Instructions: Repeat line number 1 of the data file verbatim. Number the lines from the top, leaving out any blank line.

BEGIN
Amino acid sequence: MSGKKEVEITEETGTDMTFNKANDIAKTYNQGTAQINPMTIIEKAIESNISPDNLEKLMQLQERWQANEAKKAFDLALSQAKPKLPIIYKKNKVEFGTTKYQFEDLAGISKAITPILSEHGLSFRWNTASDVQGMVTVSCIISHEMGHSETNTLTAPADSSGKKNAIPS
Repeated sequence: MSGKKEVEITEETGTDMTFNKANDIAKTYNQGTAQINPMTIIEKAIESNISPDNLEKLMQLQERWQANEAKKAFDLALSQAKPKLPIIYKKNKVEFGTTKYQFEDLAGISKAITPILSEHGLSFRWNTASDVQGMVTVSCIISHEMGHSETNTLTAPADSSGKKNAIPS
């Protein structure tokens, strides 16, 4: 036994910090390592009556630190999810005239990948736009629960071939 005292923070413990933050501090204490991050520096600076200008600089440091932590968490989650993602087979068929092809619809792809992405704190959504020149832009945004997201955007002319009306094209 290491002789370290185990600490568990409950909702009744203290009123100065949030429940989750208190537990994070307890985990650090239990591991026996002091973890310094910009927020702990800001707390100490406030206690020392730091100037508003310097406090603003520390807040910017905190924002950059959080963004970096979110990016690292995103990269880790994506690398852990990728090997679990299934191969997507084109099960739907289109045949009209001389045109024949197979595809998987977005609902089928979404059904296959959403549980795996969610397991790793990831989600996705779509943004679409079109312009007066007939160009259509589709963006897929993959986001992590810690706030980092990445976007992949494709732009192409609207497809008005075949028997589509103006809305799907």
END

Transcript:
Amino acid sequence: MSGKKEVEITEETGTDMTFNKANDIAKTYNQGTAQINPMTIIEKAIESNISPDNLEKLMQLQERWQANEAKKAFDLALSQAKPKLPIIYKKNKVEFGTTKYQFEDLAGISKAITPILSEHGLSFRWNTASDVQGMVTVSCIISHEMGHSETNTLTAPADSSGKKNAIPS